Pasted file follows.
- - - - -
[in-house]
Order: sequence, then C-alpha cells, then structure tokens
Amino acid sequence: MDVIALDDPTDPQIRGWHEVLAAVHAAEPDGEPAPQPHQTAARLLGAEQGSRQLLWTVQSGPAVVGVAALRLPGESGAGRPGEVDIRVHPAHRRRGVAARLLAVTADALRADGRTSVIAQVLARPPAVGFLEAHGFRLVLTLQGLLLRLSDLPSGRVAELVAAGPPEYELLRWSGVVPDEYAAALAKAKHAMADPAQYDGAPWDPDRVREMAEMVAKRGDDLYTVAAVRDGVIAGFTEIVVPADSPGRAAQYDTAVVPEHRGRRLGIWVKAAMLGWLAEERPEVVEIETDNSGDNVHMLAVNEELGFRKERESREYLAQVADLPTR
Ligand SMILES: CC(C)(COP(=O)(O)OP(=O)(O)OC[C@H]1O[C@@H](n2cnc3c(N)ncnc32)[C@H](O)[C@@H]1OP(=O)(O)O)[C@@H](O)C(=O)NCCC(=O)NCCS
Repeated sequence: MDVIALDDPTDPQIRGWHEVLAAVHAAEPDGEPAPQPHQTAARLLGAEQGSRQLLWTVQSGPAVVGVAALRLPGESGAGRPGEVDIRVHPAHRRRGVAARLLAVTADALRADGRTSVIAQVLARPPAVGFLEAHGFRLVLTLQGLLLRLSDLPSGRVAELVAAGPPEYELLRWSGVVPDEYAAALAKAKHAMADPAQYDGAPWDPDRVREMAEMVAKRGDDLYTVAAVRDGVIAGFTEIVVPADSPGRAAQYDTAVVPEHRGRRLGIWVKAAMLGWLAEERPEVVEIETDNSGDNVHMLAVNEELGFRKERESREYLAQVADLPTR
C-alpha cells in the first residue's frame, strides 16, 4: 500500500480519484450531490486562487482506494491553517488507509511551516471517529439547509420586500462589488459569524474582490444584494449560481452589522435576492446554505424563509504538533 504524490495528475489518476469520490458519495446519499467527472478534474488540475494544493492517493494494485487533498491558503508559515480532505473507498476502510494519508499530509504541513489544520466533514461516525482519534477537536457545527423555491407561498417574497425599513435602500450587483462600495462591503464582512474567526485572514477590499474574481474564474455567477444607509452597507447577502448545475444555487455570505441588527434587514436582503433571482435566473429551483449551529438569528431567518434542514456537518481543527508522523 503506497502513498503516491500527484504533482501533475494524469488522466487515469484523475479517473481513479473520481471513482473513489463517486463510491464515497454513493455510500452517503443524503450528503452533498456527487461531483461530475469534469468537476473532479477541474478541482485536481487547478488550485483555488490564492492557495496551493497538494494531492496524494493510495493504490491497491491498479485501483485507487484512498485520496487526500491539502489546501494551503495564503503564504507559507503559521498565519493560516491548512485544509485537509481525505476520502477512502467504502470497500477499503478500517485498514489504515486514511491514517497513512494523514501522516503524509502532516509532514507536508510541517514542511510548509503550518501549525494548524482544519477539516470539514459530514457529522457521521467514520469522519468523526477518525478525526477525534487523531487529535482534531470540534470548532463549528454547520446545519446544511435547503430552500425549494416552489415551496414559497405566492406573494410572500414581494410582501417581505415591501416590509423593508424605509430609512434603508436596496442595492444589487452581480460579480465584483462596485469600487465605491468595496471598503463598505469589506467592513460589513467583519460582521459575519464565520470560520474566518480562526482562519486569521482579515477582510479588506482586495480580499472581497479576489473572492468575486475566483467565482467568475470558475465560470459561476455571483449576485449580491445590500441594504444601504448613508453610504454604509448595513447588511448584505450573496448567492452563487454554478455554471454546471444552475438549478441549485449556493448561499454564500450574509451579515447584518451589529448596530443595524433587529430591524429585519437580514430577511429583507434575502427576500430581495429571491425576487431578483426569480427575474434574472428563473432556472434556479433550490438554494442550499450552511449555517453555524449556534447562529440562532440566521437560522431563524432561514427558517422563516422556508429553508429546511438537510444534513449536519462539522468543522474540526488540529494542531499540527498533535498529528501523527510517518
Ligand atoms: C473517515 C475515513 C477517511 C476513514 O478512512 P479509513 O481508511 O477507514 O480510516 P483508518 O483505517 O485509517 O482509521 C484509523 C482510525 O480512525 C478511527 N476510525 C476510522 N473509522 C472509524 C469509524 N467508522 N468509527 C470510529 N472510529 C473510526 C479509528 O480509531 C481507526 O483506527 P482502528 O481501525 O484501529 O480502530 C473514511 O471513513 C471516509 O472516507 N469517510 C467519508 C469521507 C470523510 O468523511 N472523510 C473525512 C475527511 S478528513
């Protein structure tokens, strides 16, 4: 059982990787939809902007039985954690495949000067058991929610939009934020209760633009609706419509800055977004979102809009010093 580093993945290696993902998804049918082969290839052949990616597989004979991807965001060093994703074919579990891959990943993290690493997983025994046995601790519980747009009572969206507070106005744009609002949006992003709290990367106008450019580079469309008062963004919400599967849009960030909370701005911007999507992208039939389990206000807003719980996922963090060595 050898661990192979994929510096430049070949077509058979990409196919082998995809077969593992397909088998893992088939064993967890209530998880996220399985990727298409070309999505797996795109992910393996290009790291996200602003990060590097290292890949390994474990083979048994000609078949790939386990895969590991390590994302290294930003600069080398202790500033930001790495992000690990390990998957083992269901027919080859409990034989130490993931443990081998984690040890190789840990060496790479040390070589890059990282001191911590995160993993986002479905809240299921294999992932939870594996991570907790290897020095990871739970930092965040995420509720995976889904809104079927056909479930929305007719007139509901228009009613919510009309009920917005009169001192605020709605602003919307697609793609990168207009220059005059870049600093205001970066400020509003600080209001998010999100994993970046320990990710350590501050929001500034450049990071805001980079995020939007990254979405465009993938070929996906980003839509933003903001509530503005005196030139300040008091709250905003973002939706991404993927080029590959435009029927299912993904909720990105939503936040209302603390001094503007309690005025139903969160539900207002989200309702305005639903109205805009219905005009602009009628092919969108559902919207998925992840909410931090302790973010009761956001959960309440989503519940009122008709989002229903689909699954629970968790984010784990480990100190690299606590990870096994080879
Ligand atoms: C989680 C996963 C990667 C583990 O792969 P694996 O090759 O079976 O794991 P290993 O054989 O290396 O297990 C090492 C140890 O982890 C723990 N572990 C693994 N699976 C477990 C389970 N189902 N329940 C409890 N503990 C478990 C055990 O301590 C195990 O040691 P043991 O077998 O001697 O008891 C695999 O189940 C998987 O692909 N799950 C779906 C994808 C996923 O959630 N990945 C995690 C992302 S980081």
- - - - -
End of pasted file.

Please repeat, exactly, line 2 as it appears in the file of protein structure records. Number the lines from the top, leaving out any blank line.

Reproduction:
Order: sequence, then C-alpha cells, then structure tokens